July 18, 2014

Need a Little Inspiration?

I'm a visual person. I doodle on everything, and I get lost in pictures. I also get lost when I drive somewhere at night because the journey looks so different than in the daytime. My kids will tell you within five minutes of riding in our car that "Mommy gets lost a lot."

But you know what? Sometimes getting lost is exactly what you need to find your way.

Here are some of the places I go to lose myself on purpose.

Nasa satellite pictures! You can visit any place on earth by going to their website. And the images are rights free!


The streets. Whether you live in the city or the country, LOOK as you go.
The human imagination is all around you.

The news. I collect interesting links in a folder by "printing" the articles to PDFs.
When in need of inspiration, I browse!


The garden. If you don't have a nice outdoor space, borrow someone else's. Pull weeds. Tidy things up. Gardening for even a short amount of time clears the mind, and the plants fill you with color and form.


Memories. It's easy to think we remember, but a quick look through old photos will being details to life in vibrant, heart-squeezing emotion. (This is my Mom, sister, and me, with one of many stylish snowmen from my childhood)


June 01, 2014

The Truth About BEA & BookCon

I just got back from this year's BEA event in NYC, and I want to summarize a few things for those of you who wonder what happens there, or what this BookCon thing is, or what's going to happen to BEA in the future...which is a big question, for sure.

BEA is short for Book Expo America.

It's a trade show held at the Javits convention center in NYC each year (until 2015, that is). If you've never been to a trade show, imagine an enormous building the scale of a concert hall, lined with booths and banners. What's in all of those booths? Publishers, but also companies that are related to publishing (including printing services, toy companies, app groups, etc).

For most people, the only parts of the BEA floor that hold interest are the publisher's booths. During the show, you can get ARCs (Advance Reader Copies) of books from these booths, as well as line up to get books signed by certain authors (there's also a large Autographing Area for this specific purpose). What this means overall is that you end up walking around a crowded convention hall, trying to decide which book to line up for, if the line is too long, or if there might be a book drop (an unscheduled release of ARCs) at any of the big booths.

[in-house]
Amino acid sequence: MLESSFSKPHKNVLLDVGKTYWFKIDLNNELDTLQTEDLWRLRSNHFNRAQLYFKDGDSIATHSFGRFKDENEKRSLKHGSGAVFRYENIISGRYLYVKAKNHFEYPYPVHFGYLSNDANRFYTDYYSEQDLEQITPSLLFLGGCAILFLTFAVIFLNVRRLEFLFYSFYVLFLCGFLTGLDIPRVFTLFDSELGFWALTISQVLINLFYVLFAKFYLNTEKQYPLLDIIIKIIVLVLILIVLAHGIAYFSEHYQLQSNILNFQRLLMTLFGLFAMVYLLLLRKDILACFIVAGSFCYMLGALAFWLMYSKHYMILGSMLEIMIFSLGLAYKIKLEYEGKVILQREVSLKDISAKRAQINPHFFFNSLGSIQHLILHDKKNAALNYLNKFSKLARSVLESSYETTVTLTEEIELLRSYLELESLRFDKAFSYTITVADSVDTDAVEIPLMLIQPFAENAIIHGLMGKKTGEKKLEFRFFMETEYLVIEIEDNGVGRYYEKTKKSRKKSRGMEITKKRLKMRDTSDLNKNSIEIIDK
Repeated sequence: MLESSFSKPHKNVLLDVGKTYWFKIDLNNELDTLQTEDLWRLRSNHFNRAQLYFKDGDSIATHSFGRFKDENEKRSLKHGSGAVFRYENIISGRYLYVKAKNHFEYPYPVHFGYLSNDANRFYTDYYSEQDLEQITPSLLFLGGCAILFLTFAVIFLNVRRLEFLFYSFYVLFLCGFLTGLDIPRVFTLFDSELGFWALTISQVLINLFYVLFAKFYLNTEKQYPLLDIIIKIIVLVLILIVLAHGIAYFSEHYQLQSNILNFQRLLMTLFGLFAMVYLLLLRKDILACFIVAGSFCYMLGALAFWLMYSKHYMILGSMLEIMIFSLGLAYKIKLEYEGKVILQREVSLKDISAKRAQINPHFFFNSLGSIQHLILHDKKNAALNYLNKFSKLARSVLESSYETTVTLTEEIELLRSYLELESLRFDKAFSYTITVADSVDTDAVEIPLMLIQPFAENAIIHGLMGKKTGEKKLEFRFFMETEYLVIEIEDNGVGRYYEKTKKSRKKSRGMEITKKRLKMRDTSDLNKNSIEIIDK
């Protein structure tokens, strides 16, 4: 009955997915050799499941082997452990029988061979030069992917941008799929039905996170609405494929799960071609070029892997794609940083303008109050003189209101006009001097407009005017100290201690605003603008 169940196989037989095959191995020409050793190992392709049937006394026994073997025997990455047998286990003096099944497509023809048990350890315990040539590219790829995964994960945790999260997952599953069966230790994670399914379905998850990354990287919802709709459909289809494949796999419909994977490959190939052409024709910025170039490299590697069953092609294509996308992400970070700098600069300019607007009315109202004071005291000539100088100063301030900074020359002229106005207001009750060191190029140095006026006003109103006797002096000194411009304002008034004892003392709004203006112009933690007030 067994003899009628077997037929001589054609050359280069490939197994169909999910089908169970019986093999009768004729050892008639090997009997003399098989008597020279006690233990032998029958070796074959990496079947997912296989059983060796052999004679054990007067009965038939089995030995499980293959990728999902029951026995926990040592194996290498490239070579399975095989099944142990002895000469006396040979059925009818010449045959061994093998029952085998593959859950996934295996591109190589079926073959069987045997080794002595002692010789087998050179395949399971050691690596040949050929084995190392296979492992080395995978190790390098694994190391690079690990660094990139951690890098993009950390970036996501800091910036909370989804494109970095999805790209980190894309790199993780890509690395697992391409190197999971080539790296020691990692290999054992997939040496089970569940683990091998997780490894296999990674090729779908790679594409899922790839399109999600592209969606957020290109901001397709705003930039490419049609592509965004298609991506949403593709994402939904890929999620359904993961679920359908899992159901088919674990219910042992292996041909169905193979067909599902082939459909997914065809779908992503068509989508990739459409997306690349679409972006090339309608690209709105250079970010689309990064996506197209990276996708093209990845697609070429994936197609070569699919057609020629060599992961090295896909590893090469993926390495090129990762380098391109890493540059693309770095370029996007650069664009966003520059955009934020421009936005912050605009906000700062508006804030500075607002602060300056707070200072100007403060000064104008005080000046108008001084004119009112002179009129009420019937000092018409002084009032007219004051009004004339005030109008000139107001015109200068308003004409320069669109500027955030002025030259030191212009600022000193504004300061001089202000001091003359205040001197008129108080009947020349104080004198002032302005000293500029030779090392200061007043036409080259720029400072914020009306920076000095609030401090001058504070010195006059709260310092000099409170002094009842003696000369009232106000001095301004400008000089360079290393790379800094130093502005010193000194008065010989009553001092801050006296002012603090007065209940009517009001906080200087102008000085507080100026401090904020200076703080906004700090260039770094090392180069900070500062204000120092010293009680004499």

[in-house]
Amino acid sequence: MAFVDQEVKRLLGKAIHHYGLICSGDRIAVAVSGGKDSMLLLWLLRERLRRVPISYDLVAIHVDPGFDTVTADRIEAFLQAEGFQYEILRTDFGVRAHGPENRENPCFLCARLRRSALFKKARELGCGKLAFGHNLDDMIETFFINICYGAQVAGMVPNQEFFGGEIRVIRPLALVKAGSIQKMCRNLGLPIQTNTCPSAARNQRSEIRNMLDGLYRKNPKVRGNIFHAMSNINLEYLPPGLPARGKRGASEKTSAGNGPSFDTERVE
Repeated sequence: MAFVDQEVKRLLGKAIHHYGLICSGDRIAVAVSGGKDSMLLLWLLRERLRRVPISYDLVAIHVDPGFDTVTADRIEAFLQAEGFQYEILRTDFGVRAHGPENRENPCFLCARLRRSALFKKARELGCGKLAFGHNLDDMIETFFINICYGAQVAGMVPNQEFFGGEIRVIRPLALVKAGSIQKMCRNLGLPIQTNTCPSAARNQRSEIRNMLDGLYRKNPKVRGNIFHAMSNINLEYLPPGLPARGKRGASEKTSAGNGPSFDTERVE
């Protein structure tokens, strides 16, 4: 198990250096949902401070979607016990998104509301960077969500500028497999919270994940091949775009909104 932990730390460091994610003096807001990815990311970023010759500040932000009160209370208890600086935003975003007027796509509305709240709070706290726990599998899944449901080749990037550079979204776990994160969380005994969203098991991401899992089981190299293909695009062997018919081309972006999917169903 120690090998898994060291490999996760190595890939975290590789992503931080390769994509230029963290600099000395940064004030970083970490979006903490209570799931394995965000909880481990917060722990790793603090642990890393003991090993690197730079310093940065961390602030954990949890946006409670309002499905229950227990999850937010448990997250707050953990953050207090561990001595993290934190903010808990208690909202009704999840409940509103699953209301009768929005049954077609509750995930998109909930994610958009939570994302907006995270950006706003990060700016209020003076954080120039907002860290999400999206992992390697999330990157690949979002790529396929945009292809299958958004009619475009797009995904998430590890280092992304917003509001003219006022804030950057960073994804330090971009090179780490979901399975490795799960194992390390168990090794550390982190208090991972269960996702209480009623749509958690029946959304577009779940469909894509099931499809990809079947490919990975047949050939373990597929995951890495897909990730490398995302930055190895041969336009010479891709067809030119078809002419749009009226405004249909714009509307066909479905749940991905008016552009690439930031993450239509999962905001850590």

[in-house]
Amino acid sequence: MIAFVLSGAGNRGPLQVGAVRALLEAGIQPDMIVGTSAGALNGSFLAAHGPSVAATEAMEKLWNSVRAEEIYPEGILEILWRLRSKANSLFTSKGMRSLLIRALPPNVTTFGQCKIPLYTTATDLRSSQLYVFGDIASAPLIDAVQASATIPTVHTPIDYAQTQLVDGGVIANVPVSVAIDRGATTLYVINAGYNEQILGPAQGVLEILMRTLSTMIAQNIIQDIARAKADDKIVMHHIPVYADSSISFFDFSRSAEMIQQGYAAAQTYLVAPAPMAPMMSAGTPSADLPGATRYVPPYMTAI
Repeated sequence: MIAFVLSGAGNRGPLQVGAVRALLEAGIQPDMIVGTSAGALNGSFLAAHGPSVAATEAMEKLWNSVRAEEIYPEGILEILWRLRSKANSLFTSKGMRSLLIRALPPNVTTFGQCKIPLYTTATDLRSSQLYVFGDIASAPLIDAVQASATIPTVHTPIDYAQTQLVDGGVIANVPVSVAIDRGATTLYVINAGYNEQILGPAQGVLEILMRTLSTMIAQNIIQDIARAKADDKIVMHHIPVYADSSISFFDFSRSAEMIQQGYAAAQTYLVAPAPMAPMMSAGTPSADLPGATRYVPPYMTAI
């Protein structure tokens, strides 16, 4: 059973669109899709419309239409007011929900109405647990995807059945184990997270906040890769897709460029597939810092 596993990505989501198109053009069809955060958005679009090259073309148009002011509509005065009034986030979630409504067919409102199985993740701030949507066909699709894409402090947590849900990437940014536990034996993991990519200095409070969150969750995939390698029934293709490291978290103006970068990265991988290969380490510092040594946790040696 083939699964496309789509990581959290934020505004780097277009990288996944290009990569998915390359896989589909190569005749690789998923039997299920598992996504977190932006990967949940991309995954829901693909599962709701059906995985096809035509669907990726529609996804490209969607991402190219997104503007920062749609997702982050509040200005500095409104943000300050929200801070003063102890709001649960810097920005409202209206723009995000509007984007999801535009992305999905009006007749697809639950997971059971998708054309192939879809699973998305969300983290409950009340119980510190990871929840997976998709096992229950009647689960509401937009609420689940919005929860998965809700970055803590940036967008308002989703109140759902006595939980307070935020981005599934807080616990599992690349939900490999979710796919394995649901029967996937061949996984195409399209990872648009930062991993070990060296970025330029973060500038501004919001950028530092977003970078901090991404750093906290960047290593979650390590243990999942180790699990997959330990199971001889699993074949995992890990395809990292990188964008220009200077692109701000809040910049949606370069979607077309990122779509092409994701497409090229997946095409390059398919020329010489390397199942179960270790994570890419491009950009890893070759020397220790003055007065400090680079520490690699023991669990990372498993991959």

Yes, you can get a bunch of books for FREE at BEA...but that's changing.

While this year's event is fresh in my mind, here's what I think is coming: BEA as a trade show has lost some of it's past functionality. Meaning, there aren't a TON of publishing deals going down at the show compared to the past. Publishers are seeing less incentive to spend a lot of money on the event (and that means fewer free books for attendees).

Plus, the books they are giving away aren't intended as awesome presents from heaven--they're intended to help market the upcoming books and build buzz. That's why the event is traditionally limited to publishing professionals, including bloggers. Bloggers and avid readers will promote a book and build buzz, and therefore are worth the investment. The general public isn't considered as great of an investment when it comes to ARCs.

This year, I also noticed that the ARCs were even more tightly controlled than last year. Many book drops were scheduled, instead of being randomly set out. Some of the book drops even required lines, which meant that over all, you weren't going to grab as many books (because there is only so much time, and you can only wait in so many lines).